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The following program erases the file specified on the command line However, it first gives you a chance to change your mind A utility like this might be useful for new computer users
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/* Double check before erasing */ #include <stdioh> #include <stdlibh> #include <ctypeh> int main(int argc, char *argv[]) { char str[80]; if(argc!=2) { printf(''usage: xerase <filename>\n"); exit(1); } printf("Erase %s (Y/N): ", argv[1]); gets(str); if(toupper(*str)=='Y') if(remove(argv[1])) { printf("Cannot erase file\n"); exit(1); } return 0; }
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Flushing a Stream If you wish to flush the contents of an output stream, use the fflush( ) function, whose prototype is shown here: int fflush(FILE *fp); This function writes the contents of any buffered data to the file associated with fp If you call fflush ( ) with fp being null, all files opened for output are flushed The fflush( ) function returns zero if successful; otherwise, it returns EOF
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Page 245
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fread( ) and fwrite( ) To read and write data types that are longer than 1 byte, the C file system provides two functions: fread( ) and fwrite( ) These functions allow the reading and writing of blocks of any type of data Their prototypes are size_t fread(void *buffer, size_t num_bytes, size_t count, FILE *fp); size_t fwrite(const void *buffer, size_t num_bytes, size_t count, FILE *fp); For fread( ), buffer is a pointer to a region of memory that will receive the data from the file For fwrite( ), buffer is a pointer to the information that will be written to the file The value of count determines how many items are read or written, with each item being num_bytes bytes in length (Remember, the type size_t is defined as some kind of unsigned integer) Finally, fp is a file pointer to a previously opened stream The fread( ) function returns the number of items read This value may be less than count if the end of the file is reached or an error occurs The fwrite( ) function returns the number of items written This value will equal count unless an error occurs Using fread( ) and fwrite( ) As long as the file has been opened for binary data, fread( ) and fwrite( ) can read and write any type of information For example, the following program writes and then reads back a double, an int, and a long to and from a disk file Notice how it uses sizeof to determine the length of each data type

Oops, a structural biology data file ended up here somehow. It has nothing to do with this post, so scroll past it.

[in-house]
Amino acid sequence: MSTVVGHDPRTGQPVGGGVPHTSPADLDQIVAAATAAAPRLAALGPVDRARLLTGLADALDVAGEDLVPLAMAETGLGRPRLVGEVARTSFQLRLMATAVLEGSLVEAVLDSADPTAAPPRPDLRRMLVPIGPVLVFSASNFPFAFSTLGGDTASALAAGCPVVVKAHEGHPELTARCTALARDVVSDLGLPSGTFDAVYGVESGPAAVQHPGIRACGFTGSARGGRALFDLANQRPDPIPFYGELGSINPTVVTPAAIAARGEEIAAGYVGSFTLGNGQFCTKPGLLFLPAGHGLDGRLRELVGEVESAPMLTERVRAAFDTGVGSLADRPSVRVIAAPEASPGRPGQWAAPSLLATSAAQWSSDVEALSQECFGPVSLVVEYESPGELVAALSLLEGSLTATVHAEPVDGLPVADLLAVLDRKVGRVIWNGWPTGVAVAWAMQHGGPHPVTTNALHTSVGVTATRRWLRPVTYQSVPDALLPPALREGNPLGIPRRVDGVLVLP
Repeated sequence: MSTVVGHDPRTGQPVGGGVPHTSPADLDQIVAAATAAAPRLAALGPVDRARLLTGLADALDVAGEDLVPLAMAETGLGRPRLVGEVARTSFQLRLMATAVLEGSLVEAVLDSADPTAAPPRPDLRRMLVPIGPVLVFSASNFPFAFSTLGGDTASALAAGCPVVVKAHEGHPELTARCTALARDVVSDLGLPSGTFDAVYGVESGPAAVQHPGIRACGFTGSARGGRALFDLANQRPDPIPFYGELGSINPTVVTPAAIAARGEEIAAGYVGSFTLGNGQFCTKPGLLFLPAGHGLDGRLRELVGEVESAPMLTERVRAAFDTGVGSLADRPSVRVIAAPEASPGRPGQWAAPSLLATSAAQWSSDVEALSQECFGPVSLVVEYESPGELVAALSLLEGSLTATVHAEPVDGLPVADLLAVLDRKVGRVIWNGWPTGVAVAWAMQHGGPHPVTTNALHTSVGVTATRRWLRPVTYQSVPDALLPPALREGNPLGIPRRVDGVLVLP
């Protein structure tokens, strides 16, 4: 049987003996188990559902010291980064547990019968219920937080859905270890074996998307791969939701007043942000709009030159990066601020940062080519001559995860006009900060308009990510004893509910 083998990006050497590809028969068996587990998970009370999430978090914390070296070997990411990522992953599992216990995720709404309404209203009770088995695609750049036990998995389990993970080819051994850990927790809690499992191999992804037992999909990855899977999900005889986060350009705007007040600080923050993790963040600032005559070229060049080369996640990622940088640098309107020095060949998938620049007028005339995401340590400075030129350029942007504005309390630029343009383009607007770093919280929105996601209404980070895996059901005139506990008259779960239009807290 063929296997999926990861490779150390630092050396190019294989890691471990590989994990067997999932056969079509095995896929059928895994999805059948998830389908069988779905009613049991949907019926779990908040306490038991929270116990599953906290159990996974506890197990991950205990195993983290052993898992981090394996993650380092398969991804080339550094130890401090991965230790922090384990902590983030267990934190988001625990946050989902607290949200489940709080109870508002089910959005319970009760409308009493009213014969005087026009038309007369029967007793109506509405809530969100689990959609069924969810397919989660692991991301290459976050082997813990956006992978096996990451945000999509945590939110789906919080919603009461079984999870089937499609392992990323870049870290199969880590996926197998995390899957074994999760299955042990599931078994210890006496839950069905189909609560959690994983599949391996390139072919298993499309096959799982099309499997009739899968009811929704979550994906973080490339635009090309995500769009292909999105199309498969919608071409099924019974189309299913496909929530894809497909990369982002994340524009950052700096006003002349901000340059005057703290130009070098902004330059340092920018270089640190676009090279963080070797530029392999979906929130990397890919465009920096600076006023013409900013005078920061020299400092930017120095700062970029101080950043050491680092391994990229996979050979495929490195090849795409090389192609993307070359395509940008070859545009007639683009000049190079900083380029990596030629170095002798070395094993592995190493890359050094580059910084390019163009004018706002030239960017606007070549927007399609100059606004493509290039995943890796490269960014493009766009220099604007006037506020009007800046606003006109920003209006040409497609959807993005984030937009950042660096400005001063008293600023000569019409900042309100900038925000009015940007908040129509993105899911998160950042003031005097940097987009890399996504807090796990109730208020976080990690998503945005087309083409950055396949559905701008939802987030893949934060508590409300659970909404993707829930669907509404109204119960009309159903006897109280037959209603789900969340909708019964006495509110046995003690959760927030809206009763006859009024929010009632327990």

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/* Write some non-character data to a disk file and read it back */ #include <stdioh> #include <stdlibh> int main(void) { FILE *fp; double d = 1223; int i = 101; long 1 = 123023L; if((fp=fopen("test", "wb+"))==NULL) printf(''Cannot open file\n"); exit(1); } {
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Page 246 fwrite(&d, sizeof(double), 1, fp); fwrite(&i, sizeof(int), 1, fp); fwrite(&l, sizeof(long), 1, fp); rewind(fp); fread(&d, sizeof (double), 1, fp); fread(&i, sizeof(int), 1, fp); fread(&l, sizeof(long), 1, fp); printf("%f %d %ld", d, i, 1); fclose(fp); return 0; }